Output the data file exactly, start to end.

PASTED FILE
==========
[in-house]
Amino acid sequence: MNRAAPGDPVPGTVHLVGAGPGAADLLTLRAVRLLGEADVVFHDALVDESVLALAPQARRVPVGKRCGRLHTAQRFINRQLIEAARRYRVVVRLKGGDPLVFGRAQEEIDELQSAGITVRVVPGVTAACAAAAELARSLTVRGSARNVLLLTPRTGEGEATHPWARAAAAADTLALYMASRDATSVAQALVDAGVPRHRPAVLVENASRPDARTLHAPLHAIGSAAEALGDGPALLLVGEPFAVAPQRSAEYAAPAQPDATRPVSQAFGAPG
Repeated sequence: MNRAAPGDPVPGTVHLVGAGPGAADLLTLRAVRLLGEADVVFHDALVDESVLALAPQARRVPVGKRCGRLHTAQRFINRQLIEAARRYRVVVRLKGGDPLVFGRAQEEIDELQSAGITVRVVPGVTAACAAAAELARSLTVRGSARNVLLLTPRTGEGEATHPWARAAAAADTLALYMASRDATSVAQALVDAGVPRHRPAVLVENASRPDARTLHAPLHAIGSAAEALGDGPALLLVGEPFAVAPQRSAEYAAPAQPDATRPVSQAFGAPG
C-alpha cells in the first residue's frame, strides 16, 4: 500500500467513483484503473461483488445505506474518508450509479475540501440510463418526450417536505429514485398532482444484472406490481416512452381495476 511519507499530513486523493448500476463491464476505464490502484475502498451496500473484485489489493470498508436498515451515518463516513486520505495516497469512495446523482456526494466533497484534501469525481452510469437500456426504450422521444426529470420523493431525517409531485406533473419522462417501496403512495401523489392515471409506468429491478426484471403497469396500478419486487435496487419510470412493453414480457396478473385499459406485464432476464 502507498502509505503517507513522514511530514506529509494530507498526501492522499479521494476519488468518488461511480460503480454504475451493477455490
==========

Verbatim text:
[in-house]
Amino acid sequence: MNRAAPGDPVPGTVHLVGAGPGAADLLTLRAVRLLGEADVVFHDALVDESVLALAPQARRVPVGKRCGRLHTAQRFINRQLIEAARRYRVVVRLKGGDPLVFGRAQEEIDELQSAGITVRVVPGVTAACAAAAELARSLTVRGSARNVLLLTPRTGEGEATHPWARAAAAADTLALYMASRDATSVAQALVDAGVPRHRPAVLVENASRPDARTLHAPLHAIGSAAEALGDGPALLLVGEPFAVAPQRSAEYAAPAQPDATRPVSQAFGAPG
Repeated sequence: MNRAAPGDPVPGTVHLVGAGPGAADLLTLRAVRLLGEADVVFHDALVDESVLALAPQARRVPVGKRCGRLHTAQRFINRQLIEAARRYRVVVRLKGGDPLVFGRAQEEIDELQSAGITVRVVPGVTAACAAAAELARSLTVRGSARNVLLLTPRTGEGEATHPWARAAAAADTLALYMASRDATSVAQALVDAGVPRHRPAVLVENASRPDARTLHAPLHAIGSAAEALGDGPALLLVGEPFAVAPQRSAEYAAPAQPDATRPVSQAFGAPG
C-alpha cells in the first residue's frame, strides 16, 4: 500500500467513483484503473461483488445505506474518508450509479475540501440510463418526450417536505429514485398532482444484472406490481416512452381495476 511519507499530513486523493448500476463491464476505464490502484475502498451496500473484485489489493470498508436498515451515518463516513486520505495516497469512495446523482456526494466533497484534501469525481452510469437500456426504450422521444426529470420523493431525517409531485406533473419522462417501496403512495401523489392515471409506468429491478426484471403497469396500478419486487435496487419510470412493453414480457396478473385499459406485464432476464 502507498502509505503517507513522514511530514506529509494530507498526501492522499479521494476519488468518488461511480460503480454504475451493477455490